We did the Première Manche - the first round - of A Travers riding across France from Dieppe to Marseille in the summer of 2009, and it was the original inspiration for this blog. The plan to put the 'band back together again' for another go in 2013 for the second installment fell on stoney ground, with life just getting in the way for too many of us, much to our disappointment. However, our enthusiasm for the bike remains undimmed, and so I'll keep posting my thoughts on the diverse and beautiful facets of the sport regardless. But there's bound to be another big 'adventure ride' coming soon - quite possibly in Italy - so potentially a name change too: Attraverso l'Italia in Bicicletta anyone?



Tuesday, 25 August 2009

Day Two: Menesqueville to Barjouville, 141km

Tougher today in comaparison to the easy warm-up ride on Day One: hillier, but nothing major, rather some picturesque and familiar-feeling Kent/Surrey-type climbs, mostly short and steep, with the pretty hairpinned Côte de Cléry just outside les Andelys early on. A bit like Box Hill, and they run an annual hill climb for cars here. The weather a mixed bag of overcast, drizzle then sun as we headed south along small country roads through Vernon, Blaru, Guanville, Rouvres, Coulombes and Maintenon, then over the river Eure and on towards Chartres. Steve and Graham in the Support Team - shouting encouragement through a loudhailer over the top of music belting out of the roof-mounted speakers - certainly made things easier. The fact they had been spraying the roads with fluo chalk-based line marker paint at each significant junction meant that none of us had to ever look at our route cards, so we could really concentrate on our riding and making good time. The only downside to this is the fact that I have no real recollection of any of the towns and villages we went through. I suppose this is what it must be like to be a racer, rather than a tourist. Do the pros ever appreciate the places they travel to? Or is it just one hotel after another, focus on getting the job done, and then leave? Thank God I didn't decide - for it was purely that that stopped me - becoming a pro then. Again - a bit of organisation and we were riding through-and-off quite well to eat up the kilometres. Les would have problems eating anything at all from now on though, since his bridge fell out, but luckily was quickly found. Many phone calls back to Hannah in the UK followed that evening to get hold of the dentist to see if super-glueing it back in was acceptable.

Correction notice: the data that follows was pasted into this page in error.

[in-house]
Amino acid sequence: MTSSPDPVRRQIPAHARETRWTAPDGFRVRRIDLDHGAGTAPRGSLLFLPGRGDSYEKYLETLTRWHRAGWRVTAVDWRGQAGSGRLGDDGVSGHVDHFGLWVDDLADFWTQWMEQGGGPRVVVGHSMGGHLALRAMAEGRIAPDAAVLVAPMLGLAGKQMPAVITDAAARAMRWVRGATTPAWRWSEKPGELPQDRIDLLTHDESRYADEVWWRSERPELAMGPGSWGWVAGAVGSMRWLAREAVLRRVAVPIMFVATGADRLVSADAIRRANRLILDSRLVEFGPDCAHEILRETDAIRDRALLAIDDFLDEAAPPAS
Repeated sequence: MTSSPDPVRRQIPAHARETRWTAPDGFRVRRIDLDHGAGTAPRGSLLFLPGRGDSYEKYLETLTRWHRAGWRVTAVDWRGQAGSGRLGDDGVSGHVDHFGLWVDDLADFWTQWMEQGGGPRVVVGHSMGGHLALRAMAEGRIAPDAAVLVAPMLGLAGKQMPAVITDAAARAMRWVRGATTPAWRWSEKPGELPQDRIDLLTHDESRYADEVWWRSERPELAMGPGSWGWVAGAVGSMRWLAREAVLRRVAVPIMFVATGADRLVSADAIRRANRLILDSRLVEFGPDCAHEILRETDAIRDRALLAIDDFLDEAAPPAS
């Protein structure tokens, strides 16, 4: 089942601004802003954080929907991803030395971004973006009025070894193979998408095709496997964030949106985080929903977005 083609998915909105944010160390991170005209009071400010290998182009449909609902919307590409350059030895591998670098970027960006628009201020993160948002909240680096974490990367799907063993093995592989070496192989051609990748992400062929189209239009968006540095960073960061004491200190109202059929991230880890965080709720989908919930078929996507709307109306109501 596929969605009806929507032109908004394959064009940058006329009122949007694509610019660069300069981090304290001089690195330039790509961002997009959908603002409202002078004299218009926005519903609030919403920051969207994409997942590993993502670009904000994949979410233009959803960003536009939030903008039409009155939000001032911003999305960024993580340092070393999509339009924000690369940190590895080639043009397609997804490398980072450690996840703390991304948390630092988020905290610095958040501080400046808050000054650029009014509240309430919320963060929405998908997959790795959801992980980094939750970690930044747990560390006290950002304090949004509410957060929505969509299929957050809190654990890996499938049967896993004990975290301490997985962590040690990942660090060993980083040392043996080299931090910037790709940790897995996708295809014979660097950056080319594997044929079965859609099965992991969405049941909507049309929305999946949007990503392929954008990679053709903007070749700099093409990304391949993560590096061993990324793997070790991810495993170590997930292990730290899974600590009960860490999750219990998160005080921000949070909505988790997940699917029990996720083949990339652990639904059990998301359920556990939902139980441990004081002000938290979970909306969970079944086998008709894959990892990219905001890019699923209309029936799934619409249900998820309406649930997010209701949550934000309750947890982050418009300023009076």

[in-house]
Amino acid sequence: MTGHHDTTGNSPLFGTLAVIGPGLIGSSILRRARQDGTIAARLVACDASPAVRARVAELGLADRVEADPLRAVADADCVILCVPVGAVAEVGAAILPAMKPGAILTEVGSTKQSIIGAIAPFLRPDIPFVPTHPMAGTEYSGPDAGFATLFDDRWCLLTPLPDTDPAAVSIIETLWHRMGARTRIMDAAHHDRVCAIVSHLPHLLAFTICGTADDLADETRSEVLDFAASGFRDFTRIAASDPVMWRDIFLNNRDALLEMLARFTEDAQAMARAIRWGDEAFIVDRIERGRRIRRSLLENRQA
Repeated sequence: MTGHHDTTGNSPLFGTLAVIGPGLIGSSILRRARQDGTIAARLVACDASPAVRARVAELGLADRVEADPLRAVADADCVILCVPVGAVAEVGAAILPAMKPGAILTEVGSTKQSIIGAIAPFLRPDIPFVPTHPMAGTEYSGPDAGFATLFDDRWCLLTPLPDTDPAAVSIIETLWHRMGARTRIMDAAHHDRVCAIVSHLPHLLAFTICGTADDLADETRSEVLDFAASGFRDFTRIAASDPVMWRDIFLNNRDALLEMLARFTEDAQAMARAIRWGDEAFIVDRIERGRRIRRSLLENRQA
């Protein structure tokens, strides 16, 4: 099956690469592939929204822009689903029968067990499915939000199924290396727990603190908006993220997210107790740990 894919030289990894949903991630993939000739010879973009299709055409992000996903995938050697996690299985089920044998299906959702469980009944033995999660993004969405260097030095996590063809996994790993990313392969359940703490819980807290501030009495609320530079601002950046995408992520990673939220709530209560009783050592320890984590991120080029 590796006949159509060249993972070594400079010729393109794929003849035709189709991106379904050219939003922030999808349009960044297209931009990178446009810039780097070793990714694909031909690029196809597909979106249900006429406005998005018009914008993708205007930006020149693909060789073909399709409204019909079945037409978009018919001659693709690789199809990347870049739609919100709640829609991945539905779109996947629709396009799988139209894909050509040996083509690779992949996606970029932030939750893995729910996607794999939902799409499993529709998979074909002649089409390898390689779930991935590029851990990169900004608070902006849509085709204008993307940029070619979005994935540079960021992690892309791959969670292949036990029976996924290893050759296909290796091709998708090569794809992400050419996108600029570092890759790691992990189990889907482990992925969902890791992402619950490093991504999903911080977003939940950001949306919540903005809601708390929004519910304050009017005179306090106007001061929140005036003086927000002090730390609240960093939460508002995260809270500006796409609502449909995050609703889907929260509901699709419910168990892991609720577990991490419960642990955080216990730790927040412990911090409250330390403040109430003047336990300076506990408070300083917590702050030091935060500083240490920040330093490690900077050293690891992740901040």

Barjouville is basically an industrial estate outside Chartres, and the Hotel Mercure was exactly what you'd expect: modern, clean, tidy, formulaic and a touch boring, with beers (as we'd find out the next morning) at 4 euro for a demi. Nowhere to eat that night other than the adjacent Buffalo Grill, which was packed. I thought that France was a nation of food lovers, and yet here we are, Sunday night, and they're queueing up around the block to stuff themselves with spicy chicken wings and enchilladas at a Tex-Mex-themed eatery on the French equivalent of the Purley Way. No nutritional value whatsoever - if we'd been racing this trip for seven days, I think we'd all be abandonning the next day with La Fringale. Jamesy was already complaining before the meal about the onset of a runny arse, so it wasn't looking good in the toilet department for me, the man sharing a room with him.


Riding well together as a group. It would never last.

Looking for Les' teeth.

A quiet, sleepy village for Sunday lunch - crêpes - and with that jersey we could very well be back in the 60s.

Côte de Cléry - the first real climb of the trip.

Did we bump into an Italian pro training in Northern France? A unique fair-skinned one whose staple diet is Bourbon biscuits perhaps? I know that looking back in a few years' time, the wearing of sponsored 'pro' kit is going to look really naff - even if it did come courtesy of Lampre themselves.